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#14 What does it take to homestead?

What does it take to homestead?


It takes a lot of heart. You need to be dedicated and find things that bring enjoyment to your life, rather than be a burden.


I’ve always been like my mom, and she’s always been a role model to me. When she was my age she had a little homestead with chickens, goats, and a garden. Her love for gardening and animals never left her, and it reflected onto me. I’ve always loved animals, but I didn’t really get a passion for gardening until I moved to the farm. When I went to college and lived in a big farmhouse surrounded by cow pastures, I started to read up on homesteading. I fell in love with this idea that homesteading was magical – growing your own food, collecting eggs, milking the family cow or goat, etc. – but it’s hard.


I was never in one place when I was in school, so I had always attempted to container garden with not much luck. I frequented the local farmer’s markets and found things by the bushel to cook and can for storage. Learning to can was probably my first step to homesteading. Homesteading, to me, is the ability to be self-sufficient. I didn’t grow the food I canned, but I was able to make it last and have something for storage. Canning food quickly became a fun past time, though it was a challenge being in a tiny kitchen with not enough room to open the refrigerator door completely. For someone learning to pressure can, I would recommend starting with apples. They were easiest and you can make them in several different ways. I tried my hand at apple sauce, spiced apple pie filling, and apple butter. I also canned soup, salsa, and peaches (which I am dreading ever doing again).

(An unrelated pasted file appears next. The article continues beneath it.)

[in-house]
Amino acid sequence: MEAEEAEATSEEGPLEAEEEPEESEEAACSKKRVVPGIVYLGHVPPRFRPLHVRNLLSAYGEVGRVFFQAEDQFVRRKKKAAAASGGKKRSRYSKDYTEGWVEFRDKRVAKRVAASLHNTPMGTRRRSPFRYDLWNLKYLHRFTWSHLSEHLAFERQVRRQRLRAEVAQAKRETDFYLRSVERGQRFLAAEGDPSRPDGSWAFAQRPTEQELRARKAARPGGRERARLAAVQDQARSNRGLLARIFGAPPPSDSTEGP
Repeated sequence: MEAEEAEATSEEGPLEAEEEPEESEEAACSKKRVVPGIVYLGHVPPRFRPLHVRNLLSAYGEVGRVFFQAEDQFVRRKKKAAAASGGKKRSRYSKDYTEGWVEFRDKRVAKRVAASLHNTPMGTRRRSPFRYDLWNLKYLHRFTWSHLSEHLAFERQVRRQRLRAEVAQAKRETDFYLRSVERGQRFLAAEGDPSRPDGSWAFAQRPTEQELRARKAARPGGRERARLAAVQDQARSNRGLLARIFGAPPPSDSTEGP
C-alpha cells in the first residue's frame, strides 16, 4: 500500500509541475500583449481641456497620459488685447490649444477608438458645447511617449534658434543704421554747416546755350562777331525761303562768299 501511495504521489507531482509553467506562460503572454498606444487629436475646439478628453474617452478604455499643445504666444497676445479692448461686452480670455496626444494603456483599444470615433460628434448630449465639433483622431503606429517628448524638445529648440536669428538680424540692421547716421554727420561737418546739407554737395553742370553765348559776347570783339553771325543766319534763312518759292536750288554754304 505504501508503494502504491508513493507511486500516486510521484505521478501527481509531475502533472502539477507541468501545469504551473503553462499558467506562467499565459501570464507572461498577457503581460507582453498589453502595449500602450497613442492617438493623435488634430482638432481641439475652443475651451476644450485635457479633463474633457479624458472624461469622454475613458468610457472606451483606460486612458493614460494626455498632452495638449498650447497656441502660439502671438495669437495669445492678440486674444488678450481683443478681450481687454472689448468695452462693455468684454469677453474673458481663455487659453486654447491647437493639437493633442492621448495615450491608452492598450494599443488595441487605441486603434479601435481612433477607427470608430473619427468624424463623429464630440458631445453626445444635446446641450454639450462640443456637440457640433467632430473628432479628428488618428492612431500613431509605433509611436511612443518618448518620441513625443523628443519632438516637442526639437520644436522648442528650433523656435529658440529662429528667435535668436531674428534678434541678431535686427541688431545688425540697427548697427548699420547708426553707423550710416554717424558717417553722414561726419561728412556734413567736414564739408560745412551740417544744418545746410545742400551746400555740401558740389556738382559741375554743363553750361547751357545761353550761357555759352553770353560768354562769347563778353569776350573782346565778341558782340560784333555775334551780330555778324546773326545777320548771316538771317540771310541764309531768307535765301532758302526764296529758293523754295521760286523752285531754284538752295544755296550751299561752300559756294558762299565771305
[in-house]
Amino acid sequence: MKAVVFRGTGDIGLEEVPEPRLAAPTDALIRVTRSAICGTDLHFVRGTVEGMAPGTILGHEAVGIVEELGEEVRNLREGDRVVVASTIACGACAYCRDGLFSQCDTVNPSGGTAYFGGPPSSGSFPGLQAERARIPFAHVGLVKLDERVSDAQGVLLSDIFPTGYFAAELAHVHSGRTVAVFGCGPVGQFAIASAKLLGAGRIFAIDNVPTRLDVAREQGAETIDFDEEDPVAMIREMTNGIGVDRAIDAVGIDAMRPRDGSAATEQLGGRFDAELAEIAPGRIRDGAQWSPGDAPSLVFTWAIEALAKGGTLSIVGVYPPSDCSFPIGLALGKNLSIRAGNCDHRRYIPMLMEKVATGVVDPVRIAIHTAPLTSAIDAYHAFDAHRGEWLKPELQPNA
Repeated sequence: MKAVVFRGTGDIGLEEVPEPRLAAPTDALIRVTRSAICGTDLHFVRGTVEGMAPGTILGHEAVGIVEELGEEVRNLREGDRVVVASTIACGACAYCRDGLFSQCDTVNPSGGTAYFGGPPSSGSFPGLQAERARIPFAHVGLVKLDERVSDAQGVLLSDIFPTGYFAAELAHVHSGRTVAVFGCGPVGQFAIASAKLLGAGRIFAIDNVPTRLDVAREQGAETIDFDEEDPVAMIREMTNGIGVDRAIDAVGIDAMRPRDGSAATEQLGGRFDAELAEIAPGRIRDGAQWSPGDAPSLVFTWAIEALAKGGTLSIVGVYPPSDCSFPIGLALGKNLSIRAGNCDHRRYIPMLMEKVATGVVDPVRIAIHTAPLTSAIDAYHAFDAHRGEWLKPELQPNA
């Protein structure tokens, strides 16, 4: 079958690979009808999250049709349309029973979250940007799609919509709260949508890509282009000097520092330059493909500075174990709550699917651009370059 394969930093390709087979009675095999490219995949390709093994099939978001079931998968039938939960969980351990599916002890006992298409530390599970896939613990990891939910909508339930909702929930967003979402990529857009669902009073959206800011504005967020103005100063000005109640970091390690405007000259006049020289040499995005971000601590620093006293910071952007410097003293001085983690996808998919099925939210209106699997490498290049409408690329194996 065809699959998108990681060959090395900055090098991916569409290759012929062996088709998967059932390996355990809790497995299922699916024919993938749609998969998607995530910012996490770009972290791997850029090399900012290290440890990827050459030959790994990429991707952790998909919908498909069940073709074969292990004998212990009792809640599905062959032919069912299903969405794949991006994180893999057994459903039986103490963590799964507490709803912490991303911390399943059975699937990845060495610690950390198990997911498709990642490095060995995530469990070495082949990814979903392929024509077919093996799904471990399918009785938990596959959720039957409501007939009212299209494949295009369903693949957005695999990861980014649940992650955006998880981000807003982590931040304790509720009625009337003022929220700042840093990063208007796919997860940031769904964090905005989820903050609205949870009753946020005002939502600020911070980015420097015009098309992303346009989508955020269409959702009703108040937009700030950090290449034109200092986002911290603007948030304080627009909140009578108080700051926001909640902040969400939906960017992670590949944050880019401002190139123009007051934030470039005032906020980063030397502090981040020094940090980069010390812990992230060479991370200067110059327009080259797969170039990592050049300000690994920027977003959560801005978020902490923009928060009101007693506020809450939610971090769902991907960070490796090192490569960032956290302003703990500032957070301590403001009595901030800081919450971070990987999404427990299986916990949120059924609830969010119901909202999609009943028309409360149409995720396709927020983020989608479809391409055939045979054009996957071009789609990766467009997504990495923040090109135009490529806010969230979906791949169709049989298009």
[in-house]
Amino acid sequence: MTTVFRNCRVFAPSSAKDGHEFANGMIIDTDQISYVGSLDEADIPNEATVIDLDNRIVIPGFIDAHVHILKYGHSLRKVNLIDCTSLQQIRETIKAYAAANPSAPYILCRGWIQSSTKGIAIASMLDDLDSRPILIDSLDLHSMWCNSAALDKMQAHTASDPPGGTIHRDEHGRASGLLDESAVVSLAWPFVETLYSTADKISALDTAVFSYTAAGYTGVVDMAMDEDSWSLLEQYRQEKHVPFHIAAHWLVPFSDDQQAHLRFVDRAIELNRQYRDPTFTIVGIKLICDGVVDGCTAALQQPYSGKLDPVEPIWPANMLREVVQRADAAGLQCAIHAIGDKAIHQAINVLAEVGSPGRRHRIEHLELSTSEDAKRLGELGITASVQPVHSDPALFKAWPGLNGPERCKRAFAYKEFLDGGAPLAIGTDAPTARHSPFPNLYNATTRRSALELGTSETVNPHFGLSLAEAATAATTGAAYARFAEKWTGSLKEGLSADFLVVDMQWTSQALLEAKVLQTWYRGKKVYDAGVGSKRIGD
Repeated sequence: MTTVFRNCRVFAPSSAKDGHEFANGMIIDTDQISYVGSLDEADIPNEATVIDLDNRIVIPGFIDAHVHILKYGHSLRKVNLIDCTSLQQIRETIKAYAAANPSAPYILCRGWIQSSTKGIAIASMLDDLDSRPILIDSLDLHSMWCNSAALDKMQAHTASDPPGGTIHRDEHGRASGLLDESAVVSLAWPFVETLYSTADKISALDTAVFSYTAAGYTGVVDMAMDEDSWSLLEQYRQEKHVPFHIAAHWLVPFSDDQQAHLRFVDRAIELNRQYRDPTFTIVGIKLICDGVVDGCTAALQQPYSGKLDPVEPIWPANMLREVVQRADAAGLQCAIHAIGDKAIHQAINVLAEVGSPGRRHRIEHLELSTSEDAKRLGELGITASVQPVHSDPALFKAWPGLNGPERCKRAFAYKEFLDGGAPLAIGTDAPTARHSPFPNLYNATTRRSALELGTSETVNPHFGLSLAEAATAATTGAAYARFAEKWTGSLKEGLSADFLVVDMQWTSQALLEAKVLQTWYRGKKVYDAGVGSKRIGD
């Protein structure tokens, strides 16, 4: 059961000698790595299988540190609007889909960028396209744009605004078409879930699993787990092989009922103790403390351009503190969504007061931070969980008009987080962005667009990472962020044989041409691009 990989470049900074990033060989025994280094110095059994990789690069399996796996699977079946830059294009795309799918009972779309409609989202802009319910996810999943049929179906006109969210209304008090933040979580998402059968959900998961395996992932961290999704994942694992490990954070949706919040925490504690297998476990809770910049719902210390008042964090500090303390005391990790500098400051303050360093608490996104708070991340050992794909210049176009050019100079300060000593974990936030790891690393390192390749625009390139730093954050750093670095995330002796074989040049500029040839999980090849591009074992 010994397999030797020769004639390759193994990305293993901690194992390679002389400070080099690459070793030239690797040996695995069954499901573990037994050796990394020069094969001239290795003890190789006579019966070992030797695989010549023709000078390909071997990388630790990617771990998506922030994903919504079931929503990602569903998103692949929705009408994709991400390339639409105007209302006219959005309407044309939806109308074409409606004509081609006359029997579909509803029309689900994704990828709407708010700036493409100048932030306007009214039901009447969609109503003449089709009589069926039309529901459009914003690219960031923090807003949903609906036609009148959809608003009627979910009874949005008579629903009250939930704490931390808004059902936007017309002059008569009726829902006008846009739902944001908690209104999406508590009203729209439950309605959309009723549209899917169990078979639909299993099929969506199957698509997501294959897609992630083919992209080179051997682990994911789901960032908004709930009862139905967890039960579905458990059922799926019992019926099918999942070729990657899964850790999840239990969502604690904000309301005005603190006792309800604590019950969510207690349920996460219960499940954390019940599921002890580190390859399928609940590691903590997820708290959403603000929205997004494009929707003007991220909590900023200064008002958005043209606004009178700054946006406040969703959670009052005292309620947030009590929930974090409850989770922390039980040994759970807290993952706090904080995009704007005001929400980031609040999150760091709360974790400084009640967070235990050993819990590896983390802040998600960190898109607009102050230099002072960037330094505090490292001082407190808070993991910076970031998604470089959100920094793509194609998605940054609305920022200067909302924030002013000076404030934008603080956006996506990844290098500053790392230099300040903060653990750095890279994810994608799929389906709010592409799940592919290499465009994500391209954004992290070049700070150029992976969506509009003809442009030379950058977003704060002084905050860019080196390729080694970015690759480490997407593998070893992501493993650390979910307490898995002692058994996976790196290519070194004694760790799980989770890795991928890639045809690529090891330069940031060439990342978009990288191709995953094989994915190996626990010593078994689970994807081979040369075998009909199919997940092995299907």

In everything that I read in books and magazines, “start small” is the best trick to homesteading. In your first year start with a garden and maybe some chickens. You can start plants from seeds or get some starts from any store that sells them. Planting seeds is the cheapest route and when I first started, I would plant them in the wells of egg cartons. It worked really well, but I had a hard time keeping the soil damp enough because the cartons were so shallow, they wouldn’t hold moisture. I do remember the majority of my started plants were eaten by my pet rabbit, so to anyone that has critters that like greens, beware.



To me, chickens are the staple animal for a homestead. They’re easy to care for, relatively inexpensive, and make breakfast nearly every day. I answered an ad on Craigslist and just happened to find a really fantastic poultry mentor. He helped me understand the basic care of chickens, what they all really need to thrive. I always knew that chickens molted, but I learned that they can molt really heavy and look practically naked, so that was a relief to know. The hours of daylight also affect the hen’s laying cycle. Most chickens decrease in production or stop completely during the winter months, and not because it’s cold. There’s all these little facts that I learned by having a mentor.